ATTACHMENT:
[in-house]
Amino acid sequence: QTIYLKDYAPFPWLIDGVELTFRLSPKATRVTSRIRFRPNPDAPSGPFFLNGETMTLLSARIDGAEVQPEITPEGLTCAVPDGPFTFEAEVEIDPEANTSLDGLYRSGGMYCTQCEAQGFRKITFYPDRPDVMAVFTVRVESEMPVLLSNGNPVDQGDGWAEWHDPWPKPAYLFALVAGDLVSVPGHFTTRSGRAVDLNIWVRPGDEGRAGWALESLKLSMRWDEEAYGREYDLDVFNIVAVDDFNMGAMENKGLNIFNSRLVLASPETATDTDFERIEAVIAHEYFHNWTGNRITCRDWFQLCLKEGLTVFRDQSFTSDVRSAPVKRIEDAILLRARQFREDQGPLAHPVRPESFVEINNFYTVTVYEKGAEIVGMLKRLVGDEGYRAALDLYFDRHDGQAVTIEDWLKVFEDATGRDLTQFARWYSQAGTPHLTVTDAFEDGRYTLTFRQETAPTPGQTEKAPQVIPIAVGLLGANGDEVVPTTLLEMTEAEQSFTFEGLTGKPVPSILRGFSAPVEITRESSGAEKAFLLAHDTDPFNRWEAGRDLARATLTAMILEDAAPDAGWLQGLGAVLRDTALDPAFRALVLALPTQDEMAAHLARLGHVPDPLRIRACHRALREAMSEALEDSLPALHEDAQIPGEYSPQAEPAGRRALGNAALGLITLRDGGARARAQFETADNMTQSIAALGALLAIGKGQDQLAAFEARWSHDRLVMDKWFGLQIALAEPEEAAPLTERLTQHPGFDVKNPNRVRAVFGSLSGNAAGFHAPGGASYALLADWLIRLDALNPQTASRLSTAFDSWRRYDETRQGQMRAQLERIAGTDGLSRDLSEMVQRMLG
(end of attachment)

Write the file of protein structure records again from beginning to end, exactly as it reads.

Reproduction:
[in-house]
Amino acid sequence: QTIYLKDYAPFPWLIDGVELTFRLSPKATRVTSRIRFRPNPDAPSGPFFLNGETMTLLSARIDGAEVQPEITPEGLTCAVPDGPFTFEAEVEIDPEANTSLDGLYRSGGMYCTQCEAQGFRKITFYPDRPDVMAVFTVRVESEMPVLLSNGNPVDQGDGWAEWHDPWPKPAYLFALVAGDLVSVPGHFTTRSGRAVDLNIWVRPGDEGRAGWALESLKLSMRWDEEAYGREYDLDVFNIVAVDDFNMGAMENKGLNIFNSRLVLASPETATDTDFERIEAVIAHEYFHNWTGNRITCRDWFQLCLKEGLTVFRDQSFTSDVRSAPVKRIEDAILLRARQFREDQGPLAHPVRPESFVEINNFYTVTVYEKGAEIVGMLKRLVGDEGYRAALDLYFDRHDGQAVTIEDWLKVFEDATGRDLTQFARWYSQAGTPHLTVTDAFEDGRYTLTFRQETAPTPGQTEKAPQVIPIAVGLLGANGDEVVPTTLLEMTEAEQSFTFEGLTGKPVPSILRGFSAPVEITRESSGAEKAFLLAHDTDPFNRWEAGRDLARATLTAMILEDAAPDAGWLQGLGAVLRDTALDPAFRALVLALPTQDEMAAHLARLGHVPDPLRIRACHRALREAMSEALEDSLPALHEDAQIPGEYSPQAEPAGRRALGNAALGLITLRDGGARARAQFETADNMTQSIAALGALLAIGKGQDQLAAFEARWSHDRLVMDKWFGLQIALAEPEEAAPLTERLTQHPGFDVKNPNRVRAVFGSLSGNAAGFHAPGGASYALLADWLIRLDALNPQTASRLSTAFDSWRRYDETRQGQMRAQLERIAGTDGLSRDLSEMVQRMLG